Baillie, Craig Peter and Pyke, Bruce (2010) Managing direct energy use now and in the future. In: 15th Australian Cotton Conference: Fashioning the Future, 10-12 August 2010, Broadbeach, Qld, Australia.
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[Background and Introduction]:
Agricultural producers are currently aware of increasing energy costs. This has occurred before the scientific and political debate on climate change has been resolved and a decision made on the best policy instruments to be used to respond. In parallel to this discussion, the on farm assessment of direct energy inputs (i.e. diesel and electricity) enables farmers to react positively to the potential of rising energy costs while contributing to a reduction in greenhouse gasses (GHGs) regardless of the scientific and policy debate surrounding climate change and emissions reduction.
Previous work undertaken by the National Centre for Engineering in Agriculture (NCEA) has studied direct on farm energy use involving a number of case study cotton farms to understand the range, costs and contributions of energy use to cotton production and greenhouse gas emissions. The results from this work showed that energy use varies depending on the cropping enterprise and the farming system and that there are significant opportunities to reduce energy and costs. In comparison the greenhouse gas emissions (GHGs) from direct energy use can be similar and in fact greater than the GHGs generated by soil / fertiliser / water interactions. Improving on farm energy use would appear to be as important as improving nitrogen efficiency.
A more detailed study undertaken by the NCEA on a large cotton farm in the Gwydir Valley (reference) identified significant reductions in energy resulting from the adoption of reduced tillage systems. The study showed that the adoption of a minimum tillage system had reduced energy costs (and greenhouse emissions) by 12% since 2000 and developing a 'near zero till' system had the potential to reduce this to 24% less than 2000 energy costs. It is evident from this work that there is substantial scope to improve energy use efficiency in cotton production systems, but to enable more growers to identify where they can improve, further development of tools, processes and human capacity is required.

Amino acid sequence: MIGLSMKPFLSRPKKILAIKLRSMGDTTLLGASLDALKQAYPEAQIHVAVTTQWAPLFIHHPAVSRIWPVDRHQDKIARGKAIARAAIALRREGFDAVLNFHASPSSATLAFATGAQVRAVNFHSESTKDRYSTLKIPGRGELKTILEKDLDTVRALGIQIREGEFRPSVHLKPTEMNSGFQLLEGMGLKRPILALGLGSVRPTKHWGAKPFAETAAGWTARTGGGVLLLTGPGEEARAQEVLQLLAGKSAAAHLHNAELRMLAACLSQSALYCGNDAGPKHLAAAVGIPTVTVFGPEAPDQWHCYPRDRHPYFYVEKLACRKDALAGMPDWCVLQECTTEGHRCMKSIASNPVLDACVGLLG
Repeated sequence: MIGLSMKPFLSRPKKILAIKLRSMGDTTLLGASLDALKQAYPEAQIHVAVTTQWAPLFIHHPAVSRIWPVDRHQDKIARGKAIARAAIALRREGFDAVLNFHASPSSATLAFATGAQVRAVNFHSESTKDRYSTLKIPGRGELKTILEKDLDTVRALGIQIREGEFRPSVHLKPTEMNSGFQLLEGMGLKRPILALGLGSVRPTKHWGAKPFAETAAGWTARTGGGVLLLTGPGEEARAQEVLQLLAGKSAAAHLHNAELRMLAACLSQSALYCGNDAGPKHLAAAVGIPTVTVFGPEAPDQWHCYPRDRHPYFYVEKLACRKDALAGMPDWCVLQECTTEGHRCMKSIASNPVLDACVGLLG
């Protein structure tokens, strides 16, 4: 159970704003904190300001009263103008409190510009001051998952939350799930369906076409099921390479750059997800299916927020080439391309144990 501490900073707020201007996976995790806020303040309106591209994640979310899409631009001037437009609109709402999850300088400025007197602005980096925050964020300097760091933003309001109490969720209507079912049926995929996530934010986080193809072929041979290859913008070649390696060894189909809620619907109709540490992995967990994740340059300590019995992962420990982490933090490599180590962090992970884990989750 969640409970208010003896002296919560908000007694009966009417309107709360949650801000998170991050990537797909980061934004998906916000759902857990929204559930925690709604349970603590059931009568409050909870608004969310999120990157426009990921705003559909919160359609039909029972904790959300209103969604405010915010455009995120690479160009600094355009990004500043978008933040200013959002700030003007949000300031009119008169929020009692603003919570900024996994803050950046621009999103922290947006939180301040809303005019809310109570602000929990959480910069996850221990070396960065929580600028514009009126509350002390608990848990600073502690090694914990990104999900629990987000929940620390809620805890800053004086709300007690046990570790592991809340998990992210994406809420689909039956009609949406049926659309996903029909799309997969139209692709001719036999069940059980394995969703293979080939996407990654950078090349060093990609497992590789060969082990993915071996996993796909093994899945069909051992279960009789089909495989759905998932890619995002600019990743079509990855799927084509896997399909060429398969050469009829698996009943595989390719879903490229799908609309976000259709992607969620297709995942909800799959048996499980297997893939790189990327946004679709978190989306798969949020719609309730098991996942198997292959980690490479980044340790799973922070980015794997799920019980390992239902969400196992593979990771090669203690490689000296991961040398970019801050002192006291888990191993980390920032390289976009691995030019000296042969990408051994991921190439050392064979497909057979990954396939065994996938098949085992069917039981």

In the cropping sector a number of practice changes and technology developments have been, or are being, adopted which can be expected to reduce fuel / energy use or energy use intensity. Examples include minimum / zero tillage, controlled traffic, a range of precision ag technologies, planting of GM crops, some water use efficiency measures and use of legumes in crop rotations. Unfortunately, because the primary driver for the adoption of these practices and technologies has not been energy costs or efficiency, relatively few studies have considered the energy savings or efficiencies associated with them.
Within highly mechanised agricultural productions systems such as the Australian Cotton Industry direct energy inputs (i.e. diesel and electricity) represent a major cost to the grower and potentially a significant proportion of the total green house gas (GHG) emissions. Previous studies by Baillie and Chen (2008) have reported significant savings in energy for both a refinement in current practices (i.e. up to 30 % for individual operations) and a change in practice (10 – 20% across the farming system) through energy assessment.
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|Item Type:||Conference or Workshop Item (Commonwealth Reporting Category E) (Paper)|
|Item Status:||Live Archive|
|Additional Information (displayed to public):||No indication of copyright restrictions.|
|Depositing User:||ePrints Administrator|
|Faculty / Department / School:||Current - USQ Other|
|Date Deposited:||27 May 2011 06:46|
|Last Modified:||21 Aug 2014 20:51|
|Uncontrolled Keywords:||direct energy; cotton farms; Australian Cotton Industry|
|Fields of Research (FoR):||07 Agricultural and Veterinary Sciences > 0701 Agriculture, Land and Farm Management > 070108 Sustainable Agricultural Development
09 Engineering > 0999 Other Engineering > 099901 Agricultural Engineering
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